MMA and pro-wrestling pioneer Antonio Inoki dies at 79

A key figure in MMA’s history has passed on. Antonio Inoki, Japanese combat sports icon and beloved cultural figure, died Friday at the age…

By: Kevin Bradley | 12 months ago
MMA and pro-wrestling pioneer Antonio Inoki dies at 79
Bloody Elbow 2.0 | Anton Tabuena

A key figure in MMA’s history has passed on.

Antonio Inoki, Japanese combat sports icon and beloved cultural figure, died Friday at the age of 79 after a long battle with amyloidosis. The news was reported by Inoki’s wrestling promotion, New Japan Pro Wrestling (NJPW), on their website and twitter account earlier today.

“The thoughts and deepest sympathies of all at New Japan Pro-Wrestling go out to Inoki’s family, friends and fans,” the statement read.

Inoki was born in Yokohama, Japan in 1943. The second youngest of seven children, he grew into a seasoned track athlete and karate student before his family immigrated to Brazil at age 13. Here Inoki found a love for pro wrestling, being scouted by famed North Korean pro wrestler Rikidōzan who begin to train Inoki as his disciple. At age 17, Inoki moved back to Japan with Rikidōzan to compete for the Japanese Pro-Wrestling Alliance (JWA).

Born “Kanji” Inoki, he would adopt the name “Antonio” shortly into his professional career in honor of his time in Brazil. Inoki would compete for the JWA from 1960 to 1972, leaving to create NJPW and pursue other ventures.

In June, 1976, Inoki shocked the world by stepping into the ring for a mixed rules exhibition fight with legendary American boxer Muhammad Ali. Answering a million dollar call-out to any oriental fighter Ali had made that past April, Inoki prepared for the highest profile match of his life.

Ali’s first match under a mixed ruleset, Inoki took full advantage of leg strikes over the 15 rounds. Inoki battered the boxing champion’s for 15 rounds, dropping to the floor and kicking Ali’s legs on the way down and then kicking his shins off his back. Despite the fight’s stalemate conclusion and poor immediate reception, the event drew a sold out crowd of 14,500 at the Budokan arena and an estimated global viewership of over one billion. The size and spectacle of the bout, alongside it’s interesting core premise, were crucial ingredients for the eventual birth MMA as a sport.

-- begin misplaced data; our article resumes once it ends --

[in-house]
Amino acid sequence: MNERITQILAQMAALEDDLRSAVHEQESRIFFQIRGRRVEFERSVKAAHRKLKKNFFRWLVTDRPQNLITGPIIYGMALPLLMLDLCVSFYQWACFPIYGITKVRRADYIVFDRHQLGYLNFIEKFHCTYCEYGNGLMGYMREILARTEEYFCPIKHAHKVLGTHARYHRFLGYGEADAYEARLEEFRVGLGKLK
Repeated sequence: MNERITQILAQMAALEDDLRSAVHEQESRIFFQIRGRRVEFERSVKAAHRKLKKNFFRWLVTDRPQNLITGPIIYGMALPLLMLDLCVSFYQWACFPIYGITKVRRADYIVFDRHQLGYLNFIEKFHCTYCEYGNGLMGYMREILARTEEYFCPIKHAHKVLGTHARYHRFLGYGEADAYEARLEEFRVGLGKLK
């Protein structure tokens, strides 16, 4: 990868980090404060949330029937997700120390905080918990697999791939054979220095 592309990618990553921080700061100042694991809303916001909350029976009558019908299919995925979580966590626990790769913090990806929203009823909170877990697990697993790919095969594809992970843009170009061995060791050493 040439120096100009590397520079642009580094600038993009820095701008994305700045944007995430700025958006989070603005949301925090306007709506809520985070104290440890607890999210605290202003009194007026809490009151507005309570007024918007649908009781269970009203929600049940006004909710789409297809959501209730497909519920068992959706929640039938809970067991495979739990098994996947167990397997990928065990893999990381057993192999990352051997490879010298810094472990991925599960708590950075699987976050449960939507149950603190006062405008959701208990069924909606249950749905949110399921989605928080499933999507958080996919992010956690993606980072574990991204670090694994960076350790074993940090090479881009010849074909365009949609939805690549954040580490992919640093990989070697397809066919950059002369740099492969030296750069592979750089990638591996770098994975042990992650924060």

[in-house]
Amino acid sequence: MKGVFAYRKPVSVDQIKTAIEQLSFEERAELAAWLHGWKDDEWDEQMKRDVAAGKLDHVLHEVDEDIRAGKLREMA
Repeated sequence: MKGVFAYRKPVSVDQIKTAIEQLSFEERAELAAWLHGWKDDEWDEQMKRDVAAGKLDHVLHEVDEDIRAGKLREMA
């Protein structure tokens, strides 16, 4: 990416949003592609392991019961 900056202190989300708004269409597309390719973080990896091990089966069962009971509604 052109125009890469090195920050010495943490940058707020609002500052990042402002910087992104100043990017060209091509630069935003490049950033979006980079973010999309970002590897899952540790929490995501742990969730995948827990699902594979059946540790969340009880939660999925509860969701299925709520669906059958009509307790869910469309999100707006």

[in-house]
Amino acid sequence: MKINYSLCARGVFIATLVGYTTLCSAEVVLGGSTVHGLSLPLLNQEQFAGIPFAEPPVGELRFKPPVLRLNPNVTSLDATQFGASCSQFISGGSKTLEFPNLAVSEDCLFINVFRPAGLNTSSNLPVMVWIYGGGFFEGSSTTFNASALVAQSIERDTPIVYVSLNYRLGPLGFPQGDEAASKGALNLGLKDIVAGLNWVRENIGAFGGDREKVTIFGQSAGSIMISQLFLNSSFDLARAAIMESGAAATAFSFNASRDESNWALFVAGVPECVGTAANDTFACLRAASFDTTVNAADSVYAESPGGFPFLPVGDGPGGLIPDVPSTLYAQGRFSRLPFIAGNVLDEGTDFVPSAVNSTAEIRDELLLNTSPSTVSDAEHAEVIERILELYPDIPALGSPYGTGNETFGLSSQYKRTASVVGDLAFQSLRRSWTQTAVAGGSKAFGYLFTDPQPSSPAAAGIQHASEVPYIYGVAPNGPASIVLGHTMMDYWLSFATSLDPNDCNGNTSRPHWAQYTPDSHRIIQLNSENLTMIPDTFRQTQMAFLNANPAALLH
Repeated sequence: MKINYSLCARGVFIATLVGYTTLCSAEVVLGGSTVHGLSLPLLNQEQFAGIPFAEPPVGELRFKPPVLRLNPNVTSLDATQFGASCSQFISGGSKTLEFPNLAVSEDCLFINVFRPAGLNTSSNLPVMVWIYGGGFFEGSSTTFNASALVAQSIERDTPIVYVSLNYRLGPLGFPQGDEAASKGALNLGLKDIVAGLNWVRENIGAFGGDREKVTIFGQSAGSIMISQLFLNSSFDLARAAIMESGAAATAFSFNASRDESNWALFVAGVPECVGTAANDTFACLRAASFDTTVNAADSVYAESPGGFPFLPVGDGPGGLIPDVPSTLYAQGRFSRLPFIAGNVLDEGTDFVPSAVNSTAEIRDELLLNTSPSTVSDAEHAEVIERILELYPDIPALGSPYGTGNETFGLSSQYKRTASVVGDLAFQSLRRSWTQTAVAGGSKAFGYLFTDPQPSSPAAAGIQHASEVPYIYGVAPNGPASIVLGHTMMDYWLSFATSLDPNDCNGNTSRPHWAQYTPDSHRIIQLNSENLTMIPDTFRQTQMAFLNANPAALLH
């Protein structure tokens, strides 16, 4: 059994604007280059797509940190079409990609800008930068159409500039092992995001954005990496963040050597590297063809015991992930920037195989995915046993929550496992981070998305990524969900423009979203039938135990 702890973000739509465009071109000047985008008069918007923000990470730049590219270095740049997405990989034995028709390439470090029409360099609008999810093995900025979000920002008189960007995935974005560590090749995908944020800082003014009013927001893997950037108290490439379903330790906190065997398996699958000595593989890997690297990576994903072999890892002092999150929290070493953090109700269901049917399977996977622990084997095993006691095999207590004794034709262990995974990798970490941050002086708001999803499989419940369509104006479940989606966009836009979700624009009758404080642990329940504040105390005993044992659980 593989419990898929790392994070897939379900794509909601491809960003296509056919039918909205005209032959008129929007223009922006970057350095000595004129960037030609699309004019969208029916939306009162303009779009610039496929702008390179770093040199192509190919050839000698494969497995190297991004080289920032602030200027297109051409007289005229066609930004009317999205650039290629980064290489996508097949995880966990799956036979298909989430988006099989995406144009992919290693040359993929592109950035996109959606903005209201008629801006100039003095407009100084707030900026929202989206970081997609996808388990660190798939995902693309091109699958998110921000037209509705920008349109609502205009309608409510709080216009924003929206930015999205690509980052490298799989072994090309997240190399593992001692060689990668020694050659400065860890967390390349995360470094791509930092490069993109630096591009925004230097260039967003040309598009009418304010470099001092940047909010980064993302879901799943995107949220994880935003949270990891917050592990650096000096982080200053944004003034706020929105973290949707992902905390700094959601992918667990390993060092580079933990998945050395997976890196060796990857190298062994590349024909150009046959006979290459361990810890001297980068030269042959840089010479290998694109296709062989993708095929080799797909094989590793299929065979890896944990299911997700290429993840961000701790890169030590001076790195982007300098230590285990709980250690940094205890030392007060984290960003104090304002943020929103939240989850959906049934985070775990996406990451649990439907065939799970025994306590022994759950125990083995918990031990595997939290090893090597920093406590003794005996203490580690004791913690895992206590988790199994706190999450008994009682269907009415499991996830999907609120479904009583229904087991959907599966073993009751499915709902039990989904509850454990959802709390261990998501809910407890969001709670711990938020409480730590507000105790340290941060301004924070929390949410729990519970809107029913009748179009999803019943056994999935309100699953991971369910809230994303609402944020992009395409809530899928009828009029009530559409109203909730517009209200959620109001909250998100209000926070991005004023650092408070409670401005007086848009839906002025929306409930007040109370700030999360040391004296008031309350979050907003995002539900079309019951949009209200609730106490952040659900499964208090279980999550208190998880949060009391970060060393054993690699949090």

Following the bout, a still-competing Inoki was elected to the Japanese House of Councilors in 1989. Representing his newly-formed Sports and Peace party, Inoki would play a critical role in negotiating with former Iraqi President Saddam Hussein for the release of 36 Japanese prisoners in 1990 before the outbreak of the Gulf war. He would fail to win reelection in 1995.

Inoki would retire from competition in 1998, defeating MMA legend and fellow wrestler Don Frye in his final match. He would be indicted into the WWE hall of fame in 2010, having technically become the promotions first Asian Heavyweight Champion following an unrecognized title bout back in 1979.

He regained his role in the House of Commons after winning the election in 2013, and officially retired from politics in 2019 at the age of 76 due to declining health.

Share this story

About the author
Kevin Bradley
Kevin Bradley

Kevin Bradley is a writer covering Bloody Elbow’s grappling beat. A longtime BJJ hobbyist, he began covering combat sports in 2018 for the Jiu-Jitsu Times with athlete interviews and fight breakdowns. He branched into audio the following year, producing and co-hosting the JJT Podcast for its 100 episode run. After a writing hiatus, occasionally contributing to various sites in the interim, he joined BE in late 2022.

More from the author

Bloody Elbow Podcast
Related Stories